Land, State-Building, and Political Authority in Africa


This project investigates the development of plural property rights, critical to governance, economic development, and environmental policy. Based on 18 months of fieldwork in Senegal and Zambia, her research demonstrates how diverse systems of customary authority, such as traditional chiefdoms and Islamic marabouts, shape where state land titles develop.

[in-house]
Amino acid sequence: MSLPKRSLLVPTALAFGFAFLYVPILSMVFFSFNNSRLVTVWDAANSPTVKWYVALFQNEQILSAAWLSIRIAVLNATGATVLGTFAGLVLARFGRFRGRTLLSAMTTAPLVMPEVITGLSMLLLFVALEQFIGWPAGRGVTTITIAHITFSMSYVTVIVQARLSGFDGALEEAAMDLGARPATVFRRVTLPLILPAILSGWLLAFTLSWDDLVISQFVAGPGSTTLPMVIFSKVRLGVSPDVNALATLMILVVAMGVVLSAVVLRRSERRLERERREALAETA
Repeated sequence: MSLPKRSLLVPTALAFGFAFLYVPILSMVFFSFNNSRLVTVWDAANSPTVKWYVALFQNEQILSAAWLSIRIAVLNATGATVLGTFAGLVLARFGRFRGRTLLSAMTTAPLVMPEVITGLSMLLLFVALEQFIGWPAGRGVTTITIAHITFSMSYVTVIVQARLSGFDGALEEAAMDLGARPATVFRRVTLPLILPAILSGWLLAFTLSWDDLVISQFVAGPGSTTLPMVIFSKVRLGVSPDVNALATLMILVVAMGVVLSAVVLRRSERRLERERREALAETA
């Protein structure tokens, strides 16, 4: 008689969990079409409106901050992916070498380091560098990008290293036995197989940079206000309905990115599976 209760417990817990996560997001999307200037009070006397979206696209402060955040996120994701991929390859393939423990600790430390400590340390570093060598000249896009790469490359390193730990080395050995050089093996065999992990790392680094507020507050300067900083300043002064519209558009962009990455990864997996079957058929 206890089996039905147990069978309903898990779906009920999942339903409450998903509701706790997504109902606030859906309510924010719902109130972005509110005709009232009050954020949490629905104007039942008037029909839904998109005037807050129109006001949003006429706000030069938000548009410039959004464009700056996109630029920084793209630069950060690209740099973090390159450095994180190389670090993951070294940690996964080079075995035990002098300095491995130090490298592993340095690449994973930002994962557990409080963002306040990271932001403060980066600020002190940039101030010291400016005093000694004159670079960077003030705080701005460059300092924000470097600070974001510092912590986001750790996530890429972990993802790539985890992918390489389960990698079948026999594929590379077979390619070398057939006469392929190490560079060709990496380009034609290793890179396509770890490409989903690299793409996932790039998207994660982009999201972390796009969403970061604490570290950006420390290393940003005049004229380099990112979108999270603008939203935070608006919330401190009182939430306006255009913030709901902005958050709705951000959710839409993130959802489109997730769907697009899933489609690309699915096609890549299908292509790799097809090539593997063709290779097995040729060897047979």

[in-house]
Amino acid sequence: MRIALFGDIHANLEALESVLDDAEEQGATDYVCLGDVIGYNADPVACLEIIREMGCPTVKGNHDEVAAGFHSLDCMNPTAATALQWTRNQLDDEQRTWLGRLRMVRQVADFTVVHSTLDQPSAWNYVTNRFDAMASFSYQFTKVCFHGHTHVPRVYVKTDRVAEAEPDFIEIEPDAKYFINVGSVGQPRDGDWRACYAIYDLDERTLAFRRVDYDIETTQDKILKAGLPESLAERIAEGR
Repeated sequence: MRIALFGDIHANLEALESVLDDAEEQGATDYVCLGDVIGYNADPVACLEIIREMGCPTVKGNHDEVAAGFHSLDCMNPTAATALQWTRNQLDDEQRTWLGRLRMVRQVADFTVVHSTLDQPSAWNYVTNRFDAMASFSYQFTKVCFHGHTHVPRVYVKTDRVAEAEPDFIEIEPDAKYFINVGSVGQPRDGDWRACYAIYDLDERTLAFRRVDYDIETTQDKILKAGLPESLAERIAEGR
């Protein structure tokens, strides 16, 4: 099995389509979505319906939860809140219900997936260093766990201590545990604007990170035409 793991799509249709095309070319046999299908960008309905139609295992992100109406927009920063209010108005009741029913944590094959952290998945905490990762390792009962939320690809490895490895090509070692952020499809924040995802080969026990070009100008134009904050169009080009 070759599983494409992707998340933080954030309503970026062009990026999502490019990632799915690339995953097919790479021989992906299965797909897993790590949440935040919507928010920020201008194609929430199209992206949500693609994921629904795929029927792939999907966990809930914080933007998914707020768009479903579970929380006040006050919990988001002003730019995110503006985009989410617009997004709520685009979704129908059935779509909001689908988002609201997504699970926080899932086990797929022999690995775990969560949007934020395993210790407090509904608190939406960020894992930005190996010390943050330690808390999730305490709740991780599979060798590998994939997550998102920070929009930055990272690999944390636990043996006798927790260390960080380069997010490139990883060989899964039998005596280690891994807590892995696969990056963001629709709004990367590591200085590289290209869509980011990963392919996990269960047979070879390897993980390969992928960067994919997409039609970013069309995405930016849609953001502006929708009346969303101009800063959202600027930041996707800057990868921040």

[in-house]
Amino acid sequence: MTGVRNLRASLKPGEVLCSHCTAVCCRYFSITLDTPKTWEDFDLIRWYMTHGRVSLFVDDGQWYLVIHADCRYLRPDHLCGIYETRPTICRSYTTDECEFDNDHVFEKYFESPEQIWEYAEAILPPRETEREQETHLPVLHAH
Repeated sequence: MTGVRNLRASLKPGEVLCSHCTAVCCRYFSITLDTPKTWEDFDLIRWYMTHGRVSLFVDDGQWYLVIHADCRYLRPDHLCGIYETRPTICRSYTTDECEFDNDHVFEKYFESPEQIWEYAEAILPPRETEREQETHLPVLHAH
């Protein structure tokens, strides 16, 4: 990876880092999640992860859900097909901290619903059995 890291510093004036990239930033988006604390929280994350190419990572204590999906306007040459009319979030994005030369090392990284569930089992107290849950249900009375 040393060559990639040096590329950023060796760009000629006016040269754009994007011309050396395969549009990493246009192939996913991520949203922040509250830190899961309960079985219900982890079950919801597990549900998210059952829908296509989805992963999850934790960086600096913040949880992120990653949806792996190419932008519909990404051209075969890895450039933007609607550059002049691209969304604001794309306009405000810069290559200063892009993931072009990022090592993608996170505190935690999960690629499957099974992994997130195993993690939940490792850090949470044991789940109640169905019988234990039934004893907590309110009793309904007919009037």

She examines two key processes that replace customary land rights with state property rights, thereby extending the state’s authority over land. First, she studies local resistance to large-scale land acquisitions by the state and multinational corporations in an era of booming global demand for African agricultural land. Second, she shows that farmers in Zambia and Senegal strategically title their land in response to their communities’ type of customary authority. The work has implications for the livelihoods of small farmers and for state authority. 


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